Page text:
I got into a lively argument with my girlfriend the other night about the validity of the “topic” in contemporary music—in other words, whether material with conventionalized extramusical connotation has or should have a place today. (What can I say? We’re two peas in a pod.) The second question, whether the invocation of topoi in new music is nothing more than an intellectually lazy shorthand, is one we could debate at great length and probably with no shortage of rancor. But the first question, whether musical topics are still in evidence among contemporary works, is hardly a question at all, as a piece I heard last night demonstrated quite clearly.
Now’s the time to offer a hat tip to Tim Rutherford-Johnson of The Rambler; if not for his post on last night’s Michel van der Aa portrait concert, part of the Philharmonia’s Music of Today series, I wouldn’t have had any idea it was even going on, and I would have missed out on some very cool music. The program’s two pieces by van der Aa—Just before for piano and electronics and the remarkable Mask for chamber ensemble and electronics—were swarming with topics. Although I certainly wouldn’t accuse van der Aa of “intellectually lazy shorthand,” some of the specters he raised were more haunting than others. The piano piece made use of several pretty boilerplate pianisms—frenetic high-register typewriter barrage (the “hysteria” topic, maybe) and slow dissonant contrapuntal quarter-notes (the “wandering” topic)—that I’ve heard in more than a few works for that instrument. The chamber piece indulged in a few similarly pro forma passages, notably spiky pseudo-counterpoint in the clarinet and strings.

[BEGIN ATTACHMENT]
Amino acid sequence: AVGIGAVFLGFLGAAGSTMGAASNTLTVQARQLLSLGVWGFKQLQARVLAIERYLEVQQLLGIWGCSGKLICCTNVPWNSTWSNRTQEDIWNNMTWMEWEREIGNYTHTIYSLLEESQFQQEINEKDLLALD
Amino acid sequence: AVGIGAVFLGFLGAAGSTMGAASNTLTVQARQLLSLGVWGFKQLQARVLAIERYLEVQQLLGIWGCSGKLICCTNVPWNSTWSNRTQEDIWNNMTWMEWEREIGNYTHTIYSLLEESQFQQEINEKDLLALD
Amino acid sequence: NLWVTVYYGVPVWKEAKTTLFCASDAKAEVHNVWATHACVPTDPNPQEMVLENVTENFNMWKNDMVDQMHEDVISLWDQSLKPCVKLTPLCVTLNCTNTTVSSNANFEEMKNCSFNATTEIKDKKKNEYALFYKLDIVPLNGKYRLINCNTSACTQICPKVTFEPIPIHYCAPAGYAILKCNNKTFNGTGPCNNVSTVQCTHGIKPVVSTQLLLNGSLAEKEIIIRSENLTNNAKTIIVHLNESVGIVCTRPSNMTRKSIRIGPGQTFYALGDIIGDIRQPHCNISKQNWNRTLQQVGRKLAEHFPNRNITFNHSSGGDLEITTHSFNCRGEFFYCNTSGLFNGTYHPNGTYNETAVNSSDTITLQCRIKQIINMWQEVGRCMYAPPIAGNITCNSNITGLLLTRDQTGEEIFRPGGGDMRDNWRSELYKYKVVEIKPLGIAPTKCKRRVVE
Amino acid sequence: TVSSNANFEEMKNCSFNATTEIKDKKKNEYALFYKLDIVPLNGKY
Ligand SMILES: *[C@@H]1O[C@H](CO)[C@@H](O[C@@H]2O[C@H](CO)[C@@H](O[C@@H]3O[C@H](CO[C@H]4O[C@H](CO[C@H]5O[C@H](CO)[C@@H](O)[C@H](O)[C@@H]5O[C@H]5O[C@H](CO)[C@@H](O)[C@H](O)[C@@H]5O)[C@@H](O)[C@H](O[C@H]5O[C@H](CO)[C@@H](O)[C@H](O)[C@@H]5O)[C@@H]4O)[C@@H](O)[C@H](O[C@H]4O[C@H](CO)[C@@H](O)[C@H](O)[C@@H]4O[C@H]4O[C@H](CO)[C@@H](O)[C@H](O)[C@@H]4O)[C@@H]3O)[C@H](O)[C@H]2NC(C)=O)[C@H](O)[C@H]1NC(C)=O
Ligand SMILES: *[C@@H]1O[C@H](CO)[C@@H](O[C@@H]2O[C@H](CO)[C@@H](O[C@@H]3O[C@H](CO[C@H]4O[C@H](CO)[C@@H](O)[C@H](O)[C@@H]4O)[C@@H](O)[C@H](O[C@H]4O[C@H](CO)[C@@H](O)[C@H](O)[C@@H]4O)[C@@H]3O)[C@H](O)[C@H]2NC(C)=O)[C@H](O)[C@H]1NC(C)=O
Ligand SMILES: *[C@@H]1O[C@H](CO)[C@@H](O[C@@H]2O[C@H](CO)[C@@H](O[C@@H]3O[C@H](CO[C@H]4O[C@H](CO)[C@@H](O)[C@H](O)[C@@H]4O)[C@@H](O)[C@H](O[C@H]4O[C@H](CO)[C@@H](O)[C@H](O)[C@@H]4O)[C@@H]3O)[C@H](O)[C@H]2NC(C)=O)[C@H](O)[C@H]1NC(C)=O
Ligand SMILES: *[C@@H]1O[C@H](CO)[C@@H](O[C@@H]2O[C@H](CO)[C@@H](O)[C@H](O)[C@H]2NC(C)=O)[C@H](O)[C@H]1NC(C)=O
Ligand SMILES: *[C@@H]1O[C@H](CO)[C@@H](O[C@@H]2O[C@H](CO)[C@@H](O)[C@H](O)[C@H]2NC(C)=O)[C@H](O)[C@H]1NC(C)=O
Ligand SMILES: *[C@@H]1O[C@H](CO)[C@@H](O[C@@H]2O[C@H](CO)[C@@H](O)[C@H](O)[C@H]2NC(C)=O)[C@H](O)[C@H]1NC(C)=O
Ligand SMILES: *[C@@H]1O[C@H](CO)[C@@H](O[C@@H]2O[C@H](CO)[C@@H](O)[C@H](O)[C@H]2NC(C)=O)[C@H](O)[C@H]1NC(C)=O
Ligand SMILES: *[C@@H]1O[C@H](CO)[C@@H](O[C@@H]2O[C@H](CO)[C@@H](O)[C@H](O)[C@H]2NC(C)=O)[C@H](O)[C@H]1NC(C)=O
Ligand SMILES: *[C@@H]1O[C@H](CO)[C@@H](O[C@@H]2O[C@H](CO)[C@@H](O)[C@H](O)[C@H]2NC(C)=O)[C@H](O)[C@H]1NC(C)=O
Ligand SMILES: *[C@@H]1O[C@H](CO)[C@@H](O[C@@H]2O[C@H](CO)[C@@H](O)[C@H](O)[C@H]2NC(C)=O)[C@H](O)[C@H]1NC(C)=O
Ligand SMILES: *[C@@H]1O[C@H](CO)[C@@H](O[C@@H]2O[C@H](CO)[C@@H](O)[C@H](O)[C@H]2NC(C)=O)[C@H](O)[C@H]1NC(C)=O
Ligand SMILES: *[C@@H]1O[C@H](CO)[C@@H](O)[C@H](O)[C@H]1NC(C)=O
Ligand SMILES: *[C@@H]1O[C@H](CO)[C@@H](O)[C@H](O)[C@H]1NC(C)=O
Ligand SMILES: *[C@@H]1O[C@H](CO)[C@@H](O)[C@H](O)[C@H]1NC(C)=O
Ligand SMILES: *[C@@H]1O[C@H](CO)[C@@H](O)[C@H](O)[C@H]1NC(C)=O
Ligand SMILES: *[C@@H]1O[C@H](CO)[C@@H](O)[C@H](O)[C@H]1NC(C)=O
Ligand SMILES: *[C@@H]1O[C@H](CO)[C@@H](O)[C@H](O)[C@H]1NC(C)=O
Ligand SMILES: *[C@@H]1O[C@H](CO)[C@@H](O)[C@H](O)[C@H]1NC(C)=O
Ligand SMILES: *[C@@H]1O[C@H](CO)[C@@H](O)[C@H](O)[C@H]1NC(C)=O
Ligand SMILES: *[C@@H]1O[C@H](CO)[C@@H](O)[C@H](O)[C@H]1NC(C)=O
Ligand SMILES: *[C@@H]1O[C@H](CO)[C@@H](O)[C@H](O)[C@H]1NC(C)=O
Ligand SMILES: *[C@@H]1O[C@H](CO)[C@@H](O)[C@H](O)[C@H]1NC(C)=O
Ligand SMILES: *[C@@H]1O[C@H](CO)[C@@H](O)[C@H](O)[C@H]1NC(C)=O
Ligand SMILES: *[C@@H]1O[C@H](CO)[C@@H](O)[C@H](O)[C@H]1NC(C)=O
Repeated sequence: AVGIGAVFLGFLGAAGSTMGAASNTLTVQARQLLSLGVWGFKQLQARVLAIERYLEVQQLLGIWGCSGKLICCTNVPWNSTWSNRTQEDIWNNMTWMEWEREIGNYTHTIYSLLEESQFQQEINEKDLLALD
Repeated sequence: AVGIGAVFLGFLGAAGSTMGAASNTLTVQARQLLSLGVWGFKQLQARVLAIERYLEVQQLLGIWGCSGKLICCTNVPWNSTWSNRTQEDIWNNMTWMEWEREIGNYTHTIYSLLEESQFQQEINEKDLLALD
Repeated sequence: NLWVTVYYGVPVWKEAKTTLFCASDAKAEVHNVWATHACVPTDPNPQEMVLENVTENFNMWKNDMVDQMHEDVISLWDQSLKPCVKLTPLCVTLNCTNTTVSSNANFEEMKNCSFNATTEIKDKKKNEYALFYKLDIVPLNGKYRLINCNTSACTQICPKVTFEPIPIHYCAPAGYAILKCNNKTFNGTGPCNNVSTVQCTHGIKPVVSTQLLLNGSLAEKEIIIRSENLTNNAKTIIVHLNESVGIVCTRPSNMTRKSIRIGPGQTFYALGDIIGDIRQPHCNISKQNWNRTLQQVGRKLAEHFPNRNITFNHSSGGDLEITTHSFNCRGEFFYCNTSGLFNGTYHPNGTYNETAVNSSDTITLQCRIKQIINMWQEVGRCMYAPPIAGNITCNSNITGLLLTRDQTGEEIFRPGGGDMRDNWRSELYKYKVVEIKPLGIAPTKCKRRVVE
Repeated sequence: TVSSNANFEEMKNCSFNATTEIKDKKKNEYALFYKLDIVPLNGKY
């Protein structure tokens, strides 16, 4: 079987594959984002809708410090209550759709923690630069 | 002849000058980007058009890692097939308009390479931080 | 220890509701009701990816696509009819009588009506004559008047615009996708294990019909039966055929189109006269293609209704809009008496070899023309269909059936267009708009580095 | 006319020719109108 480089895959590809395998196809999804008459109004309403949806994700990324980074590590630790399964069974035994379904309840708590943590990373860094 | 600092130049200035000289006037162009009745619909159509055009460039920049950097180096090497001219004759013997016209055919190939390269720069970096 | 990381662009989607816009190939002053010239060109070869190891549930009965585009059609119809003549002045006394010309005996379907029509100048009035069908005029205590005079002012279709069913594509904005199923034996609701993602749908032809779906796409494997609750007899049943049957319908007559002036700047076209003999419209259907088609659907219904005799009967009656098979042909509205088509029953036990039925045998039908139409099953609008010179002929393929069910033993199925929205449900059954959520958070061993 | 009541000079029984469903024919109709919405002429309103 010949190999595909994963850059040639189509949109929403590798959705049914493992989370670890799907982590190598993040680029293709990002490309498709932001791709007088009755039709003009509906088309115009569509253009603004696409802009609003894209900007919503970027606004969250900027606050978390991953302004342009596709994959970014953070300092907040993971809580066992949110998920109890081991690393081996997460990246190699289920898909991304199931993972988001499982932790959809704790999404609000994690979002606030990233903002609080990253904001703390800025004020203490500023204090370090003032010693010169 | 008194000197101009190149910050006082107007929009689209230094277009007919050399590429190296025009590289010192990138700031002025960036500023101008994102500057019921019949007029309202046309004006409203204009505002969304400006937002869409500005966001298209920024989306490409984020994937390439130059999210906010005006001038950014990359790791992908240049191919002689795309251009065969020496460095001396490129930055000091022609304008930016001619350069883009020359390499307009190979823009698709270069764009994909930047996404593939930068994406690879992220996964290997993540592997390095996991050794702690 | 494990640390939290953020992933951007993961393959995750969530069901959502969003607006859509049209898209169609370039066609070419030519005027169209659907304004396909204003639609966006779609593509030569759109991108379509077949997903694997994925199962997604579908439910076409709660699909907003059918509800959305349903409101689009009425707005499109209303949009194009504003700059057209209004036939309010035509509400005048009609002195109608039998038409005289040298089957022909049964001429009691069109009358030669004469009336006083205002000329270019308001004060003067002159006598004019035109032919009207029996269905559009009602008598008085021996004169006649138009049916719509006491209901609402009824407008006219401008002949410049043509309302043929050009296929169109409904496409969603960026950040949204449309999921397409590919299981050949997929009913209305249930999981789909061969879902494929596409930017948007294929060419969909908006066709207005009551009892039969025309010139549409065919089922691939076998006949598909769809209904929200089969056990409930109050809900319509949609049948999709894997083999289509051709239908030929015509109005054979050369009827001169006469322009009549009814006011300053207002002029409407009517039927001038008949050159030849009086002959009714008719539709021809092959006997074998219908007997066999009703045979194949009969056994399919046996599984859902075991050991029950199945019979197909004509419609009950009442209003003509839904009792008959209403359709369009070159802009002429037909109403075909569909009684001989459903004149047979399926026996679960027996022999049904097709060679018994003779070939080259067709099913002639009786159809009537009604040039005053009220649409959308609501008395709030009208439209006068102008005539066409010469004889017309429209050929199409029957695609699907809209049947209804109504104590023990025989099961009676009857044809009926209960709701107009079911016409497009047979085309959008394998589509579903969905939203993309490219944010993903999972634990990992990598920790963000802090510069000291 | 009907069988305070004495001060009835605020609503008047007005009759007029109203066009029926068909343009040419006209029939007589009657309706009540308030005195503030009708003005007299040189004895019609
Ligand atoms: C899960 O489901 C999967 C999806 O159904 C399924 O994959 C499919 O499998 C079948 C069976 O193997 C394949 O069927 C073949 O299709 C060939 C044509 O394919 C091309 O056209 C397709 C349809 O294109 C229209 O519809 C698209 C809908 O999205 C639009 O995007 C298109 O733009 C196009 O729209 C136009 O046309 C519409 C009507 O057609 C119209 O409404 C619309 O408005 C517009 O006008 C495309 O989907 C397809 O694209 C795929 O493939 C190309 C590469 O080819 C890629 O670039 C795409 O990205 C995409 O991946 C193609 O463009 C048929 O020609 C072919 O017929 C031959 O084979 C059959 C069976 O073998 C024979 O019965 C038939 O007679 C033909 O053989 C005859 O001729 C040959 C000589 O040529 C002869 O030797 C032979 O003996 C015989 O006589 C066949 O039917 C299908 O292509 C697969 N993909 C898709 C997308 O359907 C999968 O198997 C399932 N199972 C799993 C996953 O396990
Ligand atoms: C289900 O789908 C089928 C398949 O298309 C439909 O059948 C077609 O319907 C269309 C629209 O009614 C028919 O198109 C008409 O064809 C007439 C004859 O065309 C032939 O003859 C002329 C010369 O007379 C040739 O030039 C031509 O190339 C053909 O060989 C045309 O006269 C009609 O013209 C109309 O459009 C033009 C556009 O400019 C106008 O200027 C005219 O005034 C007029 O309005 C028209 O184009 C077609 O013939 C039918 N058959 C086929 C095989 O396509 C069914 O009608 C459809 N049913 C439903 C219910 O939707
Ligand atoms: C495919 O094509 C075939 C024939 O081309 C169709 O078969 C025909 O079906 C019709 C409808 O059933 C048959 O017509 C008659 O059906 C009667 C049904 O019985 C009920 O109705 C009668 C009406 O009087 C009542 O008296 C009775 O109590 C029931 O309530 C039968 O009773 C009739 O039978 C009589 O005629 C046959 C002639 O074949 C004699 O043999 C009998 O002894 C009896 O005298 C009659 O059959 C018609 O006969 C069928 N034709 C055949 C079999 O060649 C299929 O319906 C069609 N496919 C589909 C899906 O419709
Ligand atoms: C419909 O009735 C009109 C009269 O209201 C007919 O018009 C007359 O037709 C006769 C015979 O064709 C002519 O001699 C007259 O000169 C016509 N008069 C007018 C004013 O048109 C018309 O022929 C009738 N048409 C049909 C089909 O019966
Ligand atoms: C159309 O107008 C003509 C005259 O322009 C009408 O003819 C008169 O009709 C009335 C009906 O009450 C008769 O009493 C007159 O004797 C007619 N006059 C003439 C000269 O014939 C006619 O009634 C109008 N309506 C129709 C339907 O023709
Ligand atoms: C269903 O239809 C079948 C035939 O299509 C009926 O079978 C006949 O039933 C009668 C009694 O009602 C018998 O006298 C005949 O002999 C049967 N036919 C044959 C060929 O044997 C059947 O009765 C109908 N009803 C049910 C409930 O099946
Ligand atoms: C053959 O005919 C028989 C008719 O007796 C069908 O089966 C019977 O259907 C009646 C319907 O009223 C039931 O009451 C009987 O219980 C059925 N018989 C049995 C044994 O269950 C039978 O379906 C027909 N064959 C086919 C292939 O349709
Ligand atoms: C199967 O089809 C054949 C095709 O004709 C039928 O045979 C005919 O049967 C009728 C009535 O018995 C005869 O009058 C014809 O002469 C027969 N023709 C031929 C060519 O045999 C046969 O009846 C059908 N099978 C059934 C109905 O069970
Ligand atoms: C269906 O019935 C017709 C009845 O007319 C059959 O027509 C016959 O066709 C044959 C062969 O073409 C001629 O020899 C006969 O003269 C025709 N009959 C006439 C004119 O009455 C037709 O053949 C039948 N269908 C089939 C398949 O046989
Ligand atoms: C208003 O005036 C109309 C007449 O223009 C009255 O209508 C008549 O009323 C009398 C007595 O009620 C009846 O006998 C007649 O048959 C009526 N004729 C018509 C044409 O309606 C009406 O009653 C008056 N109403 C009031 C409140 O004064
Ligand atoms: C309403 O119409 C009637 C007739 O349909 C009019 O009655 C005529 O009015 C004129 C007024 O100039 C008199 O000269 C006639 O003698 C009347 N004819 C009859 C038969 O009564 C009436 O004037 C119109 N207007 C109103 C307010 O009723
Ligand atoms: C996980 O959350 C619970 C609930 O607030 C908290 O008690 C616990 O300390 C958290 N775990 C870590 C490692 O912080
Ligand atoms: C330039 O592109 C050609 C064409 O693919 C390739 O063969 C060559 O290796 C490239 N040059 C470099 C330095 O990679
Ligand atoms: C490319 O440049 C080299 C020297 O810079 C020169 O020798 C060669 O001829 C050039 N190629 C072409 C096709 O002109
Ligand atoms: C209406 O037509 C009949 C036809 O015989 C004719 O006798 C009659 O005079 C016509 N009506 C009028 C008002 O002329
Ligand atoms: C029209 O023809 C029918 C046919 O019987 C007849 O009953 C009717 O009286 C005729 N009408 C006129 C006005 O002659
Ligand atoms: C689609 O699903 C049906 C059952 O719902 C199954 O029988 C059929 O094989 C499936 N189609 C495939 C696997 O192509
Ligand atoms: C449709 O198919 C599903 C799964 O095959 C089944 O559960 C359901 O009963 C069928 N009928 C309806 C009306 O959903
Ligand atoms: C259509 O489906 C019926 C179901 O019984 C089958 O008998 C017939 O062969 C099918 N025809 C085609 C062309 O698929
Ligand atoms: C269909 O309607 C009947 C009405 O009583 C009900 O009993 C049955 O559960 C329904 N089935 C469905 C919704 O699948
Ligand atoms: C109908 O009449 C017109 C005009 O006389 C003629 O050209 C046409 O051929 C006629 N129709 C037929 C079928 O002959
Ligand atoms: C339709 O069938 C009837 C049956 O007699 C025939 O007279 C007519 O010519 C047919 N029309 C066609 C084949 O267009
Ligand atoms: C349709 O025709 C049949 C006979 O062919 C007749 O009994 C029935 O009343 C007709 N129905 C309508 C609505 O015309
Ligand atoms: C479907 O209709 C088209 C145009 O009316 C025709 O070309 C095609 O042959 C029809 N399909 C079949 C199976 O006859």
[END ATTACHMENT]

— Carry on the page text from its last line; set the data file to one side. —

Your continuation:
I suspect, however, that van der Aa is at some level aware of his material’s topical implications, because their subversion is what makes his music really shine. Both pieces came alive when the composer acknowledged that the conventionalized textures were just that and tore their fabric with startlingly diatonic, static redactions—suddenly the spiky pseudo-counterpoint is overtaken by an oppressively calming organ-like chord from the laptop and a muffled metronome, for instance. Van der Aa takes you to the outpatient lounge, whether you want to go or not, and what seemed like a concert hall is revealed to be a sort of cultural psychiatric ward. Moments like these, when the pieces seemed to be medicating themselves, were quite magical and more than slightly frightening. That’s a good thing.